(The Nationalist, 5 January 2001)
What does it mean to “practise the faith”? I think that many people see it as a matter of going to Mass on Sunday and receiving the sacraments from time to time. They have a point, because those are important: they keep us in contact with God and with the community of faith. In a statistical survey of religious practice they are obvious indicators to look at.
One of the drawbacks to making a close link between, or identifying, the idea of religious practice and the presence of a living faith is that, if a person, for any reason, stops going to Mass, then he or she may conclude that they have given up the practice of the faith, and that may lead them to go further and let a whole lot more go besides. But there’s more to being a Christian than going to a church on Sunday.
Let me tell you a true story to illustrate what I mean. Some months ago in a town in Ireland a quarrel developed between two young men who lived on the same street. I don’t know what it was about, perhaps a girl-friend, or, given the times we are in, about drugs. One evening one of them became angry with the other and stabbed him. Fortunately, the injuries were not serious and the wounded man was discharged from hospital shortly afterwards. Then, believe it or not, the first man came back to his house later on and stabbed him again, this time killing him.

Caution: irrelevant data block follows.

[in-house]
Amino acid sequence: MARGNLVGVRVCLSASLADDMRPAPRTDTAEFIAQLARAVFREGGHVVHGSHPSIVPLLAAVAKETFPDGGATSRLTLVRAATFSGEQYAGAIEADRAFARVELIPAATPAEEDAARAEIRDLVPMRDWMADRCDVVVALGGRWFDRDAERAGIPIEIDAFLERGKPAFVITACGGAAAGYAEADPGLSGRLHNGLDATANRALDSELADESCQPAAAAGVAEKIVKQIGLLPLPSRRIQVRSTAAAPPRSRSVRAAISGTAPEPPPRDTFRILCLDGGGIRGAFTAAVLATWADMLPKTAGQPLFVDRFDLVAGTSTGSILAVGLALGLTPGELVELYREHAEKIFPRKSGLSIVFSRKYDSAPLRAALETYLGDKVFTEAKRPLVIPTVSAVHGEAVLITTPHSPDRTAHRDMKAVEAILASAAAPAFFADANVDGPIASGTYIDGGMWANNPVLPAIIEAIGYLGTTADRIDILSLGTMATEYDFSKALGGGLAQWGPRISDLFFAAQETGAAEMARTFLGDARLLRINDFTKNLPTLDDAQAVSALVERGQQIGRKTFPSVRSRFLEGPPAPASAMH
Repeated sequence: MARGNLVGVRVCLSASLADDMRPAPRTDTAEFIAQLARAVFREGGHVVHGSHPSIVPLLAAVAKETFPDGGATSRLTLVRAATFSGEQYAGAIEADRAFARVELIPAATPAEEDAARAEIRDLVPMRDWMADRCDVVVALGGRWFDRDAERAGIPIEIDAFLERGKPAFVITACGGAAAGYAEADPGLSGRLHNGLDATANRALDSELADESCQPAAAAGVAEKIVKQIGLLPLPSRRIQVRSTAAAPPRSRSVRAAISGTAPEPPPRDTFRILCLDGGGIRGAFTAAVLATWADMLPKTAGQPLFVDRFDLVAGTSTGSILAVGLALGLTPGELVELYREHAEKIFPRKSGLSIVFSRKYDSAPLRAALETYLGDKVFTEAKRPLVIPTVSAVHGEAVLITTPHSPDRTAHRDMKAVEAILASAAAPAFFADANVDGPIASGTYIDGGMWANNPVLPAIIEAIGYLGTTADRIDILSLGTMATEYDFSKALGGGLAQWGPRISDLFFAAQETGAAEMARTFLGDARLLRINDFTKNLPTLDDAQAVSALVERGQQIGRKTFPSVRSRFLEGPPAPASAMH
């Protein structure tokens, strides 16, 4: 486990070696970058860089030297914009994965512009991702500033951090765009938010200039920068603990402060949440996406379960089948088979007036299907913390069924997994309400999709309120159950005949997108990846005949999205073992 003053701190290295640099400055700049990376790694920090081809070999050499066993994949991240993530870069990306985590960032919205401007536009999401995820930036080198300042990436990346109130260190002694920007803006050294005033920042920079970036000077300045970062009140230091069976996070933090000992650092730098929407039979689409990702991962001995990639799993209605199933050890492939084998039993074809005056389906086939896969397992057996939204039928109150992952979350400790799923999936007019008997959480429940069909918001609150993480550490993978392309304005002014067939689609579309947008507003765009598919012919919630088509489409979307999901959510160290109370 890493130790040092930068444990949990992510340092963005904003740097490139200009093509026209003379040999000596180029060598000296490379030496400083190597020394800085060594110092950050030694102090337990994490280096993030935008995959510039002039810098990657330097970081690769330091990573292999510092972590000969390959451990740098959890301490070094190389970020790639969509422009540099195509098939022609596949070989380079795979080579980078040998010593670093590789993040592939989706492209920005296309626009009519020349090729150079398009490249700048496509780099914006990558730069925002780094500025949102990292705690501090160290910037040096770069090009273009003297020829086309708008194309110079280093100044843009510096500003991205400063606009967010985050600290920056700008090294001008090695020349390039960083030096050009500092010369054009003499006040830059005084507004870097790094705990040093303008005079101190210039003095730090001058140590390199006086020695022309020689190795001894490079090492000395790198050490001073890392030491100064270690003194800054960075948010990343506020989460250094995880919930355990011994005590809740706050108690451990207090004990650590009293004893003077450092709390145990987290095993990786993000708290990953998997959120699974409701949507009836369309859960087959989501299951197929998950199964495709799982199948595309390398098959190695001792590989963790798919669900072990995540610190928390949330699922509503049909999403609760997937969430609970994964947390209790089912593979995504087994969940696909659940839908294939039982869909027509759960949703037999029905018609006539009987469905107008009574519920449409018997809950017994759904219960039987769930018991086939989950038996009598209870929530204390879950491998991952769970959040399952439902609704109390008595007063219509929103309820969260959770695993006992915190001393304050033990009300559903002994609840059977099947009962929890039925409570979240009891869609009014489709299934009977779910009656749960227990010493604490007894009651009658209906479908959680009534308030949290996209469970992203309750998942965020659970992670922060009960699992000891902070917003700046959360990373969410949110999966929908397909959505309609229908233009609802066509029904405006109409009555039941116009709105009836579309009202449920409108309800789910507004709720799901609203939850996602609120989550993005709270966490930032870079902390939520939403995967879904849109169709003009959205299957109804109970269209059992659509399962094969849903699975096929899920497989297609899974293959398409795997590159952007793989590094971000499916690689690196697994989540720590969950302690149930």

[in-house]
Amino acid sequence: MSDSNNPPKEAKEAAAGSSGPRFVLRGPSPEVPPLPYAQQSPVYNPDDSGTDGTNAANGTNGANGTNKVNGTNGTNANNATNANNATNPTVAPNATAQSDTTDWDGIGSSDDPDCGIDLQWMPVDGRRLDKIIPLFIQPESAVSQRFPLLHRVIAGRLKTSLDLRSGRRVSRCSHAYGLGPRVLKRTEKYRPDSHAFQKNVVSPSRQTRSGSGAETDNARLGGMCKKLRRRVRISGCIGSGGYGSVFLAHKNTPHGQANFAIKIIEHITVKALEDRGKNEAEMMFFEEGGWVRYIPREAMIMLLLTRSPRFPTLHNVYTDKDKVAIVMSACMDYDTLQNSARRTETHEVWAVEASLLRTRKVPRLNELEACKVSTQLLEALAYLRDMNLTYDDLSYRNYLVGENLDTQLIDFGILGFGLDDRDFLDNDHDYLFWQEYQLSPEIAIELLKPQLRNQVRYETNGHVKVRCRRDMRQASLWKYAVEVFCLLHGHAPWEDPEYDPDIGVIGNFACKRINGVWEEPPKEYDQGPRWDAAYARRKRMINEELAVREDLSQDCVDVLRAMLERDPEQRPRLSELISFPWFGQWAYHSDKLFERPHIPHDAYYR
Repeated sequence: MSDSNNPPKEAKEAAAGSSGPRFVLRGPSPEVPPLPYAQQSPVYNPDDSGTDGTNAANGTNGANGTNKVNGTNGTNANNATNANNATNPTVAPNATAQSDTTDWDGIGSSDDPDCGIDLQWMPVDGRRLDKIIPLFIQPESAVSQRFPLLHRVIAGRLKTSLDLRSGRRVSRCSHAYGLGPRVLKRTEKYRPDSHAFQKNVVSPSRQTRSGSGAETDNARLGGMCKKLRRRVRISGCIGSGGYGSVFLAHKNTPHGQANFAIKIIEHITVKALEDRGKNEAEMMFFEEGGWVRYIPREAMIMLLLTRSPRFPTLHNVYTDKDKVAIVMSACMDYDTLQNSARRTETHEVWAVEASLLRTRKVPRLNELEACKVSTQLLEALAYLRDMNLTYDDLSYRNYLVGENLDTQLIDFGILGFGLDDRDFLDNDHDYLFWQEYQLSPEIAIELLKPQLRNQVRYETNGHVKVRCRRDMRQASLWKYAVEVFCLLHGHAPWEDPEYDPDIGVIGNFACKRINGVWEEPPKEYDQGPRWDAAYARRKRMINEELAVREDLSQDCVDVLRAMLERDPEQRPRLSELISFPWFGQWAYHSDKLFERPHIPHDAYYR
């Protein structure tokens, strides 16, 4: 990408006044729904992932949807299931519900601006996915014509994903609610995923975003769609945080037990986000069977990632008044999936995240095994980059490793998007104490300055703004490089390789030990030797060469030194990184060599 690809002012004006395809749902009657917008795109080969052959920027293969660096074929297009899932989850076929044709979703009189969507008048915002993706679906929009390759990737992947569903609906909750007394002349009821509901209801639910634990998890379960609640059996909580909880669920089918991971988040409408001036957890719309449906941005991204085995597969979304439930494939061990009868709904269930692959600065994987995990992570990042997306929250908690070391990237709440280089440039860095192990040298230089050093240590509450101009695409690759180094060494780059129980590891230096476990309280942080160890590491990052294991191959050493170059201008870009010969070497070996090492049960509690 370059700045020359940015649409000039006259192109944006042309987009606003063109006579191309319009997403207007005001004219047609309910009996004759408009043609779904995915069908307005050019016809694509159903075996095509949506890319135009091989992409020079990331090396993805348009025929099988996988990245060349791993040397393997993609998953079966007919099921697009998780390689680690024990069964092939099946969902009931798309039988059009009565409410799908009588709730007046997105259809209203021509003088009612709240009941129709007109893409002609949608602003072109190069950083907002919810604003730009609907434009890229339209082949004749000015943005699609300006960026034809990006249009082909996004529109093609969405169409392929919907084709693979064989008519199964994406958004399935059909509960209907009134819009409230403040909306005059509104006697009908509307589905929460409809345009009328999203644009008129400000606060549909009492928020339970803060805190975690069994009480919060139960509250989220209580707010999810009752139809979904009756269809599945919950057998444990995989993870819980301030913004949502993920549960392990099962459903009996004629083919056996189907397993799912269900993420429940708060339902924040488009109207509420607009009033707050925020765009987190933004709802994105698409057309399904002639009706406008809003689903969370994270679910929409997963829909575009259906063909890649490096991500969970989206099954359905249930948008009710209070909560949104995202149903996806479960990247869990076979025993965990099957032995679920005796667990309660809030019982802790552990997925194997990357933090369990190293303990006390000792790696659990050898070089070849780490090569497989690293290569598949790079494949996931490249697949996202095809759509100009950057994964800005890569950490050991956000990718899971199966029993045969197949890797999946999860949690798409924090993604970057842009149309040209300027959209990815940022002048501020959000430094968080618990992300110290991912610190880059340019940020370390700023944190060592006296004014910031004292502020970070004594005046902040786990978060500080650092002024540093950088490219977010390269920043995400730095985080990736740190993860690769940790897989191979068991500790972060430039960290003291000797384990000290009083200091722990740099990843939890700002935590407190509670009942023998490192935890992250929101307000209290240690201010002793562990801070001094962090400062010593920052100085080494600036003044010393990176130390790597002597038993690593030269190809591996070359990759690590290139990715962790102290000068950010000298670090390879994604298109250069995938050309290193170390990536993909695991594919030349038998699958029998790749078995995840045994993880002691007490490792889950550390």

You can imagine what a shock that was to the two families. It must have sent them reeling with a sense of disbelief and unreality. Then a quiet miracle of grace took place. The mother of the murdered man went to see the mother of the murderer and told her that she forgave the other woman’s son his crime. She said to the mother that they had both lost a son, one who was dead and the other who would spend years in jail and emerge a different man. She went on to say that, although she didn’t go to Mass very often, she believed that one day she would have to stand before God in judgment and she could not ask for forgiveness if she were not prepared to give it. Each family had suffered a loss and they had to stand together and help each other.
For me, that was one of the best examples I have heard of reconciliation. Would anyone say that the mother who forgave was not practising the faith because, on her own admission, she didn’t go to Mass very often? I wouldn’t. On the contrary, she was a person who had taken the faith to heart in a way that few could match.
Saint Augustine wrote, ‘There are many whom God has and the church does not have. And there are many whom the church has, and God does not have them.’